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Singapore bans additional cars from its roads from next February

Mark Dorman
Singapore says it is basically running out of room for more vehicles (Unkel/ullstein bild via Getty Images)
Singapore says it is basically running out of room for more vehicles (Unkel/ullstein bild via Getty Images)

Singapore is to freeze the number of cars and motorbikes on its cramped roads from next year.

The city state – one of the most expensive places on the planet to buy a new car – only allowed a growth rate of 0.25% but that will be cut to zero from February.

In a statement, the Land Transport Authority said 12% of Singapore’s total land area was already taken up by roads and there was limited room for expansion.

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However, it said the government is investing Singapore$20bn (£11.1bn) in new rail infrastructure, with a further S$4bn to upgrade existing infrastructure and S$4bn in bus contracting subsidies.

Singapore already has policies designed to severely restrict the number of privately owned vehicles.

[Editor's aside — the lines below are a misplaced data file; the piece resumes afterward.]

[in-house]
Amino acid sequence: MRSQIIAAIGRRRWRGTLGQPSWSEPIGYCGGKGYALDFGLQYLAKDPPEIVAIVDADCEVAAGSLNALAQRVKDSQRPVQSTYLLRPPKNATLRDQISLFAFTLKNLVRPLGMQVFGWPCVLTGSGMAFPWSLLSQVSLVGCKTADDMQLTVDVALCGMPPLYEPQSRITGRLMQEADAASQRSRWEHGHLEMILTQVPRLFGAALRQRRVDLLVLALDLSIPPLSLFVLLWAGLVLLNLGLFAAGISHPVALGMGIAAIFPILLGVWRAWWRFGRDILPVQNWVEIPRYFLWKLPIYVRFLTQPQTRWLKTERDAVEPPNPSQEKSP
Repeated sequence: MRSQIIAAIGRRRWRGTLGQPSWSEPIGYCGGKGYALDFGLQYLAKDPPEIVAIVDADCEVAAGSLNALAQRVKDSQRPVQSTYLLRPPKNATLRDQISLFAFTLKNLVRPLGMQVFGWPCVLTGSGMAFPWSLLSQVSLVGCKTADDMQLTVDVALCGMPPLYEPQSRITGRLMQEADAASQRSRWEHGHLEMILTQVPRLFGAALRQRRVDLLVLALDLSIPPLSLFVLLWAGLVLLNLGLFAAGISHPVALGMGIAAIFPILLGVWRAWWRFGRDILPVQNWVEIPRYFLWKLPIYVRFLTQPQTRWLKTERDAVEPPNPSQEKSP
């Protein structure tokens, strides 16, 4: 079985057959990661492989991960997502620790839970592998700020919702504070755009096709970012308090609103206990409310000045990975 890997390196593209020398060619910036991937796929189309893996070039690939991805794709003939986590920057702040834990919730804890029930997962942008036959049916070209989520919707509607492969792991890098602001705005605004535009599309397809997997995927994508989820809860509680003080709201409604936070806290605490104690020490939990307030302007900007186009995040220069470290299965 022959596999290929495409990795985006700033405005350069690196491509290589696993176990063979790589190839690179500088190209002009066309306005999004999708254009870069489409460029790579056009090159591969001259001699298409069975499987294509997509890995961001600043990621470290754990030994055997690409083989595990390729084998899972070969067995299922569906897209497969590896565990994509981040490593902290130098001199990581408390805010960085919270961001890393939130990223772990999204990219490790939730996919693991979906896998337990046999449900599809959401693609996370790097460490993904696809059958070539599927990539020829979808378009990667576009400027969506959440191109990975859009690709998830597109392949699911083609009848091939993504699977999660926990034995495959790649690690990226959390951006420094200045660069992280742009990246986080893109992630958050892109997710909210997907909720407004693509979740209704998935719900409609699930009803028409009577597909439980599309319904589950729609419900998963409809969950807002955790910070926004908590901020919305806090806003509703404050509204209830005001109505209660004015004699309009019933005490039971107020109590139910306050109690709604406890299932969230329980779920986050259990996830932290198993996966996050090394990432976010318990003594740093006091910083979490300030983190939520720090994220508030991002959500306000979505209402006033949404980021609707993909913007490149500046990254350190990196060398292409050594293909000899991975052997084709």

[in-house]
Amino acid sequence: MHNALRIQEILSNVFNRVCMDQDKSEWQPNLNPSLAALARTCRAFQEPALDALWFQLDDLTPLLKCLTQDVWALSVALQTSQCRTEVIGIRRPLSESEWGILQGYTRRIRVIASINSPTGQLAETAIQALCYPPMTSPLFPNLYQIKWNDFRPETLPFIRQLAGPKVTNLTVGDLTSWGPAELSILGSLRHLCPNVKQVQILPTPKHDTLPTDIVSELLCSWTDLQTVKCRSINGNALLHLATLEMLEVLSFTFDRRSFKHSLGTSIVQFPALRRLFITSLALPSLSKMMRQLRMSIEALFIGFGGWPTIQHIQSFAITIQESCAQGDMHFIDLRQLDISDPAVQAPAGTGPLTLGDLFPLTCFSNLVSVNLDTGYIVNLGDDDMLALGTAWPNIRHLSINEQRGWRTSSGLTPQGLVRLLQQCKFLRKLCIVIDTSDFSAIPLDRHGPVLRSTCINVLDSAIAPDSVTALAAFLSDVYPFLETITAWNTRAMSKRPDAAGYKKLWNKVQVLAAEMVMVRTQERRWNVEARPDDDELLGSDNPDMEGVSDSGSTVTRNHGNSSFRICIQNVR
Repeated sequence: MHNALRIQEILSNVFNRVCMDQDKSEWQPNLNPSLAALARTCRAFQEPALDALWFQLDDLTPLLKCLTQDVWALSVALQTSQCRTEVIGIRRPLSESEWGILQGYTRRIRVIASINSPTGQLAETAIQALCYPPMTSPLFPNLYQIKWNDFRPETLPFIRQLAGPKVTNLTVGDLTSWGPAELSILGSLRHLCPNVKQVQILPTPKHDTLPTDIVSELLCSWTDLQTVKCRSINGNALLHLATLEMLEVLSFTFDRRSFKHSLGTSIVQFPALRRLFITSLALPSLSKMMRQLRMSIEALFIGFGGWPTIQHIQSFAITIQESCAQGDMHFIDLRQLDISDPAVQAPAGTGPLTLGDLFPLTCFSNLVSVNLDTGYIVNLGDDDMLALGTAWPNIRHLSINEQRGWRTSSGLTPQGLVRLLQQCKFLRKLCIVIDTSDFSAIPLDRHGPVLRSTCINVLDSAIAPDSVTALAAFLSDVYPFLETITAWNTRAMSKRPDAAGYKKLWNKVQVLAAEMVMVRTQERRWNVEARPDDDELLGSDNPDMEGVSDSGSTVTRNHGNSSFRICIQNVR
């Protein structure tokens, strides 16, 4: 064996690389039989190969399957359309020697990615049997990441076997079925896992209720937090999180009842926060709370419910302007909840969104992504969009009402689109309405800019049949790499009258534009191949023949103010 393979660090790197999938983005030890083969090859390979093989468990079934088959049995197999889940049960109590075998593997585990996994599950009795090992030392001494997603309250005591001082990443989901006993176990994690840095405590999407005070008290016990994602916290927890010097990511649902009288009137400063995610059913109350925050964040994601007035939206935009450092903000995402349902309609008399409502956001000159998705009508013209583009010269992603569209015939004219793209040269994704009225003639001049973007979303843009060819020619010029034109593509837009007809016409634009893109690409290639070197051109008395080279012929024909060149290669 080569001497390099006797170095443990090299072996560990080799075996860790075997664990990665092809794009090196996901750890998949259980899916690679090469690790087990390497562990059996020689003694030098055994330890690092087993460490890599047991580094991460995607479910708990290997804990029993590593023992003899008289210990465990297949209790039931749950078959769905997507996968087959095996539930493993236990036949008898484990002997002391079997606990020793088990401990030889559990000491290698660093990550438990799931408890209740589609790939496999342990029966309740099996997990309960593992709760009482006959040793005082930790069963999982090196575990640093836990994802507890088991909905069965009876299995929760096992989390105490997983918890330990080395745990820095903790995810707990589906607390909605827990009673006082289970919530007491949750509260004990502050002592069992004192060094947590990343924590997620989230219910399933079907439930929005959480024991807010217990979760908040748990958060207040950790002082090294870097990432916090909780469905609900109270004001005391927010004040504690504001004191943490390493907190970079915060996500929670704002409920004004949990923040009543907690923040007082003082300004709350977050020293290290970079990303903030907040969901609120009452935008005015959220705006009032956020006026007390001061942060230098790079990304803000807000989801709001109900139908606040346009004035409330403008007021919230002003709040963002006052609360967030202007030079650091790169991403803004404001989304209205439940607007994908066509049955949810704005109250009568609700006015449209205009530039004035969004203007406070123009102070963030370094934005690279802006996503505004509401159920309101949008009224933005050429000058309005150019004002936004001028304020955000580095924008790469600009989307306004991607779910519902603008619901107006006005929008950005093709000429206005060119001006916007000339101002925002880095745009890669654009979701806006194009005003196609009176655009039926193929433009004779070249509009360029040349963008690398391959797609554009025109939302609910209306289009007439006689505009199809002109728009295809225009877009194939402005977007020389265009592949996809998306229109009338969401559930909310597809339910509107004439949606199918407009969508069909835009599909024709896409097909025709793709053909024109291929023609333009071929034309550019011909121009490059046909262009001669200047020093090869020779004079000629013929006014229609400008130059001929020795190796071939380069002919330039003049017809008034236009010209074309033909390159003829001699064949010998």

Those who can afford one have to apply for a “certificate of entitlement”, which is valid for 10 years. The average cost of a certificate is currently about S$50,000.

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If you can find the money for a certificate, the cost of getting a new car is about four times what you would pay in the US or the UK.

A recent Deutsche Bank report said a new midsize car costs about $90,000 in Singapore – the same car would cost about $24,000 in the UK and the US.

The freeze means, in effect, those wishing to get a car on the road will have to wait until a certificate lapses – a one-out/one-in scenario.

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There were more than 600,000 private cars in Singapore at the end of 2016 for a population of 5.6 million. London is more than twice the area size of Singapore.

No timetable was given for the freeze but the number of buses and goods vehicles will be allowed to continue growing.